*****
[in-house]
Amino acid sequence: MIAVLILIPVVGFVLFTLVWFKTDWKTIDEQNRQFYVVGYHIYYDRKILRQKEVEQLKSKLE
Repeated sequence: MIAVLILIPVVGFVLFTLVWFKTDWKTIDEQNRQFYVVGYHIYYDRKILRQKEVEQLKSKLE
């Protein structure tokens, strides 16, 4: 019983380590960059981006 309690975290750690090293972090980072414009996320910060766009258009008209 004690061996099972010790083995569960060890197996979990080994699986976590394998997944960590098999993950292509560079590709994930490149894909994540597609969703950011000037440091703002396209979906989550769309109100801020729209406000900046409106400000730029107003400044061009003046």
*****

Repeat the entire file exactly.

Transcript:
[in-house]
Amino acid sequence: MIAVLILIPVVGFVLFTLVWFKTDWKTIDEQNRQFYVVGYHIYYDRKILRQKEVEQLKSKLE
Repeated sequence: MIAVLILIPVVGFVLFTLVWFKTDWKTIDEQNRQFYVVGYHIYYDRKILRQKEVEQLKSKLE
């Protein structure tokens, strides 16, 4: 019983380590960059981006 309690975290750690090293972090980072414009996320910060766009258009008209 004690061996099972010790083995569960060890197996979990080994699986976590394998997944960590098999993950292509560079590709994930490149894909994540597609969703950011000037440091703002396209979906989550769309109100801020729209406000900046409106400000730029107003400044061009003046």